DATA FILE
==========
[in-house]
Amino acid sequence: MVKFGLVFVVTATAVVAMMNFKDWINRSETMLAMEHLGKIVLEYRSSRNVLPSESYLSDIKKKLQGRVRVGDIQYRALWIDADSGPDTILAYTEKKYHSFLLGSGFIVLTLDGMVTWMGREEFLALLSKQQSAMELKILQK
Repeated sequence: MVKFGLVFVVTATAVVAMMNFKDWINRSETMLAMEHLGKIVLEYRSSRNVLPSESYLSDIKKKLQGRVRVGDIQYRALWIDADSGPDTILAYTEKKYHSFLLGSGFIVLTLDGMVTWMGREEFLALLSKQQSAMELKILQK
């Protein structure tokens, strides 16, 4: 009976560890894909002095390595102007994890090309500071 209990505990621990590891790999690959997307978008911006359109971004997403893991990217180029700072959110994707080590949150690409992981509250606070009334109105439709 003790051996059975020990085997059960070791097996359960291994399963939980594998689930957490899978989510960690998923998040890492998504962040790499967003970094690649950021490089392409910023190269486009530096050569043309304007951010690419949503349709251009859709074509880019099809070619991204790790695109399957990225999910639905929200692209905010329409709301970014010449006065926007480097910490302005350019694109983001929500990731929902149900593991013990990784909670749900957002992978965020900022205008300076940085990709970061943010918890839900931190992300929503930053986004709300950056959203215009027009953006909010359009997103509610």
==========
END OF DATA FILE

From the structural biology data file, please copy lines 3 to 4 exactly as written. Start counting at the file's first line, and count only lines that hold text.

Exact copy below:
Repeated sequence: MVKFGLVFVVTATAVVAMMNFKDWINRSETMLAMEHLGKIVLEYRSSRNVLPSESYLSDIKKKLQGRVRVGDIQYRALWIDADSGPDTILAYTEKKYHSFLLGSGFIVLTLDGMVTWMGREEFLALLSKQQSAMELKILQK
């Protein structure tokens, strides 16, 4: 009976560890894909002095390595102007994890090309500071 209990505990621990590891790999690959997307978008911006359109971004997403893991990217180029700072959110994707080590949150690409992981509250606070009334109105439709 003790051996059975020990085997059960070791097996359960291994399963939980594998689930957490899978989510960690998923998040890492998504962040790499967003970094690649950021490089392409910023190269486009530096050569043309304007951010690419949503349709251009859709074509880019099809070619991204790790695109399957990225999910639905929200692209905010329409709301970014010449006065926007480097910490302005350019694109983001929500990731929902149900593991013990990784909670749900957002992978965020900022205008300076940085990709970061943010918890839900931190992300929503930053986004709300950056959203215009027009953006909010359009997103509610």